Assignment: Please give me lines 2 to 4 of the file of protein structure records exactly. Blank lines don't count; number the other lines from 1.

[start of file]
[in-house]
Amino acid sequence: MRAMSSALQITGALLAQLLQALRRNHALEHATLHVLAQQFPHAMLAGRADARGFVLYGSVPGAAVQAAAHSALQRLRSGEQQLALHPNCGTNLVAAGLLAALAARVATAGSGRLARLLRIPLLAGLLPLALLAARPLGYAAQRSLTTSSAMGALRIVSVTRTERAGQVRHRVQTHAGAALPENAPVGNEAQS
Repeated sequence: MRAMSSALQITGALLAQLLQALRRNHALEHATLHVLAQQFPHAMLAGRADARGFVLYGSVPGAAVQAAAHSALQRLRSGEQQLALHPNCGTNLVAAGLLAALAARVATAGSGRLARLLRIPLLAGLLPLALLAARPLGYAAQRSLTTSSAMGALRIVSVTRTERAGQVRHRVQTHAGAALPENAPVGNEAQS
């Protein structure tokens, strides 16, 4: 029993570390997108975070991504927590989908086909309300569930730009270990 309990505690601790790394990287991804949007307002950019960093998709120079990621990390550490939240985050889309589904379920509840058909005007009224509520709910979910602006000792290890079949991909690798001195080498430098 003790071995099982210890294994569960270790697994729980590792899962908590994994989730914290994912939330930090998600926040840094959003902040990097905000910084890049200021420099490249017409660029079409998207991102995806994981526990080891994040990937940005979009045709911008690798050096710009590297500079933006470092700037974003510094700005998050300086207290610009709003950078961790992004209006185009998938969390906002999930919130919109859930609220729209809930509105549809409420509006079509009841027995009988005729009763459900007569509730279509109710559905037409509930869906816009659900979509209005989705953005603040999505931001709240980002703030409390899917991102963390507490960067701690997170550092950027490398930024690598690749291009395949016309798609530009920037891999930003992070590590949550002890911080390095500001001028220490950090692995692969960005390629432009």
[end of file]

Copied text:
Amino acid sequence: MRAMSSALQITGALLAQLLQALRRNHALEHATLHVLAQQFPHAMLAGRADARGFVLYGSVPGAAVQAAAHSALQRLRSGEQQLALHPNCGTNLVAAGLLAALAARVATAGSGRLARLLRIPLLAGLLPLALLAARPLGYAAQRSLTTSSAMGALRIVSVTRTERAGQVRHRVQTHAGAALPENAPVGNEAQS
Repeated sequence: MRAMSSALQITGALLAQLLQALRRNHALEHATLHVLAQQFPHAMLAGRADARGFVLYGSVPGAAVQAAAHSALQRLRSGEQQLALHPNCGTNLVAAGLLAALAARVATAGSGRLARLLRIPLLAGLLPLALLAARPLGYAAQRSLTTSSAMGALRIVSVTRTERAGQVRHRVQTHAGAALPENAPVGNEAQS
């Protein structure tokens, strides 16, 4: 029993570390997108975070991504927590989908086909309300569930730009270990 309990505690601790790394990287991804949007307002950019960093998709120079990621990390550490939240985050889309589904379920509840058909005007009224509520709910979910602006000792290890079949991909690798001195080498430098 003790071995099982210890294994569960270790697994729980590792899962908590994994989730914290994912939330930090998600926040840094959003902040990097905000910084890049200021420099490249017409660029079409998207991102995806994981526990080891994040990937940005979009045709911008690798050096710009590297500079933006470092700037974003510094700005998050300086207290610009709003950078961790992004209006185009998938969390906002999930919130919109859930609220729209809930509105549809409420509006079509009841027995009988005729009763459900007569509730279509109710559905037409509930869906816009659900979509209005989705953005603040999505931001709240980002703030409390899917991102963390507490960067701690997170550092950027490398930024690598690749291009395949016309798609530009920037891999930003992070590590949550002890911080390095500001001028220490950090692995692969960005390629432009």